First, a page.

The divestment of international retail operations is an under‐explored area of research. Conceptual and theoretical developments within retailing have tended to focus on…

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Abstract

The divestment of international retail operations is an under‐explored area of research. Conceptual and theoretical developments within retailing have tended to focus on those organisations that have sustained international development rather than on those organisations who have experienced market failure and strategic withdrawals from international markets. The paper discusses two prominent UK cases where market withdrawal has been a feature of international activity. A cross‐case analysis is then used to identify issues for further research activity. In particular, the cross‐case analysis uses the existing constructs that have emerged from the general literature to explain divestment activity while highlighting the limitations of using these constructs within the retail sector. The paper concludes by noting the limitations of existing frameworks that seek to explain the internationalisation process without due consideration of the divestment process.

Details

International Journal of Retail & Distribution Management, vol. 30 no. 2
Type: Research Article
ISSN: 0959-0552

Keywords

Article
Publication date: 1 January 2005

Nicholas Alexander, Barry Quinn and Patricia Cairns

The research presented here initiates the process of the detailed analysis of international retail divestment activity through the identification of the volume of global…

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Abstract

Purpose

The research presented here initiates the process of the detailed analysis of international retail divestment activity through the identification of the volume of global divestment activity and the characteristics of that activity during the timeframe of 1987‐2003.

Design/methodology/approach

The methodology followed here is essentially historical in nature and draws on a wide range of contemporary periodicals, reports and other sources.

Findings

The paper reports findings on: the form and extent of divestment activity; the year of divestment; divestment by retail sub‐sector; divested chain size; length of time spent in the market of divestment; divestment by retail sub‐sector; and the market of origin of divesting retailer.

Originality/value

This paper provides an initial indication of the volume and nature of international retail divestment in the period considered. Such material has not been available previously. International retailing research has primarily focused on the internationalisation process rather than retail divestment from international markets. However, divestment from international markets is an issue of increasing importance within the competitive global environment. Previously research into retail divestment has focused on individual company experience. For the first time, the research presented here attempts to build a picture of the scale and dimensions of international retail withdrawal. The paper shows that patterns of international divestment are discernible.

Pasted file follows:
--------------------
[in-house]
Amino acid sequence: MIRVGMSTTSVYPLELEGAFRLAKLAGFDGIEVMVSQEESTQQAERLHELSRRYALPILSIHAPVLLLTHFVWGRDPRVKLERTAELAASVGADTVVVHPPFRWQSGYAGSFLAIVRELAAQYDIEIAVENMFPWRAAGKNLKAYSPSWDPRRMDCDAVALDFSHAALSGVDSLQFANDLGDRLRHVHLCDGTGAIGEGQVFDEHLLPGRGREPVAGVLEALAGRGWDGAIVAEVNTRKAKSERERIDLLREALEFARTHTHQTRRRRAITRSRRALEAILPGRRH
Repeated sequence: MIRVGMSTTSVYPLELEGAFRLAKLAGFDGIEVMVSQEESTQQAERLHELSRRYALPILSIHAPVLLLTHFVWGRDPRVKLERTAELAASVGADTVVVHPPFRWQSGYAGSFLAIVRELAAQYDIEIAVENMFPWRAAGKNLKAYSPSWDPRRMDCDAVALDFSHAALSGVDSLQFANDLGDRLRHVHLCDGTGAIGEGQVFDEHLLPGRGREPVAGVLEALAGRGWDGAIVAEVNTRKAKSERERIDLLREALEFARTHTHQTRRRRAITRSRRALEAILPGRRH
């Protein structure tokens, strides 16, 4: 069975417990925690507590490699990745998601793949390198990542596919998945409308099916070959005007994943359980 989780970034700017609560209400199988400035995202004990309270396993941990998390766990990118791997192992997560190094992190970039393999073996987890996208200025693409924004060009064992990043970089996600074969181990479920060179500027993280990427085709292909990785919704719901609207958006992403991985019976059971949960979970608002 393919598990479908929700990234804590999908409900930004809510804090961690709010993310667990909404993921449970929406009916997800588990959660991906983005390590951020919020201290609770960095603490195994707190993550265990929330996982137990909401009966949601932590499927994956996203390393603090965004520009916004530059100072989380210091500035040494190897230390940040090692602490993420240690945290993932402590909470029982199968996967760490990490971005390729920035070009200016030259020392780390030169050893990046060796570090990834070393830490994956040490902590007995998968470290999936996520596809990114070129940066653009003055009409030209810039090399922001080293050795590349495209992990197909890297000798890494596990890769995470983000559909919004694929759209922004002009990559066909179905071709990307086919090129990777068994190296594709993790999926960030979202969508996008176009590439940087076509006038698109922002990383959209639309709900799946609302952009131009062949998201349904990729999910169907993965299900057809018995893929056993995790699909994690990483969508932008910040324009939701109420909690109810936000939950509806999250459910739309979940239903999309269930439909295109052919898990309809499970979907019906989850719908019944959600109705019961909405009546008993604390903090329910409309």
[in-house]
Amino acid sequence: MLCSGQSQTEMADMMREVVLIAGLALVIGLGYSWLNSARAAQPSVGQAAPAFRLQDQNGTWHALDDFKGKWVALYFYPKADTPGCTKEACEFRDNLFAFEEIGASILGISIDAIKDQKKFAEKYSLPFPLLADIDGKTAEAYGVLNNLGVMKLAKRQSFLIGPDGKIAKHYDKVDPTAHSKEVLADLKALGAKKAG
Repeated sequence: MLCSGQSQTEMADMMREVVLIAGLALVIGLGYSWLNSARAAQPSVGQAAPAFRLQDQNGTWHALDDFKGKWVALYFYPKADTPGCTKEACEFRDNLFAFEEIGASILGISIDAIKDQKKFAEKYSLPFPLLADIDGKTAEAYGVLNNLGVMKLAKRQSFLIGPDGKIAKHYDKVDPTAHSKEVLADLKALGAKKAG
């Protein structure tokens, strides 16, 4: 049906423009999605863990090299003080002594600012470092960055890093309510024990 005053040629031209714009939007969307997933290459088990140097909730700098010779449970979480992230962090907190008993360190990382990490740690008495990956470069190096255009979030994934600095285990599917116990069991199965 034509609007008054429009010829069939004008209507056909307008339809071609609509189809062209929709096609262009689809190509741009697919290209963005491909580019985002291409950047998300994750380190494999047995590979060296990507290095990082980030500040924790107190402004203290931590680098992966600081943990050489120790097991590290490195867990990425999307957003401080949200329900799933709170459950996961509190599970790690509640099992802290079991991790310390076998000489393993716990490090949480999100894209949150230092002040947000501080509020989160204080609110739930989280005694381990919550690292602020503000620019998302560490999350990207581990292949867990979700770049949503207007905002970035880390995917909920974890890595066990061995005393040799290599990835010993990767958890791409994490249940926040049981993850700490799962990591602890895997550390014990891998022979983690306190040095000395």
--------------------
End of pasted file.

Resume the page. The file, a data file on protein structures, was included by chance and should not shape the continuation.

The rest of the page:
Details

International Journal of Retail & Distribution Management, vol. 33 no. 1
Type: Research Article
ISSN: 0959-0552

Keywords

Article
Publication date: 1 January 1992

T.L. Sankar, R.K. Mishra and A. Lateef Syed Mohammed

Development Banks (DBs) are specialized financial institutionscreated for the purpose of balanced industrialization. A developmentbank has to act more as a promotional…

Abstract

Development Banks (DBs) are specialized financial institutions created for the purpose of balanced industrialization. A development bank has to act more as a promotional agency than a mere financial institution. Therefore separate institutions have been set up, namely State Industrial Development Corporations (SIDCs) in almost all the states in India for undertaking promotional activities. With the growing role of Development Banking in India, the SIDCs are facing financial hardships as they are wholly dependent on Government grants. The paucity of funds for SIDCs has prompted them to opt for divestment of their shareholdings from the existing units to recycle the funds for increasing industrial promotion. Divestment decisions are concerned with the quantum and timing of divestment and the determination of share prices for this purpose. SIDCs are different in that their divestment decisions need not be primarily guided by economic factors (capital appreciation). Highlights the divestment policy and share evaluation models adopted by a development bank, namely Andhra Pradesh Industrial Development Corporation Ltd, which is basically responsible for transforming an agrarian Indian state (Andhra Pradesh), into a moderate industrial organization.

Details

International Journal of Public Sector Management, vol. 5 no. 1
Type: Research Article
ISSN: 0951-3558

Keywords

Article
Publication date: 27 February 2007

Mark Palmer and Barry Quinn

This paper aims to explore the nature of divestment within the context of retailer internationalisation.

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Abstract

Purpose

This paper aims to explore the nature of divestment within the context of retailer internationalisation.

Design/methodology/approach

It focuses on the activities of the Dutch food multinational retailer Royal Ahold (Ahold). Drawing on 37 in‐depth interviews with investment banks and executives, this paper provides a number of insights into Ahold's international retail divestment activities within the context of a broadly successful international investment strategy.

Findings

It offers some new insights into the multidimensional nature of international retail divestment construct in terms of the operational as well as more subtle and less visible non‐operational international retail divestments. It is concluded from this study that, rather than portraying strategic and opportunistic approaches as binary opposites, a retail firm may have varying degrees of approaches to international retail divestment, and these may not necessarily be isomorphic across different countries.

Research limitations/implications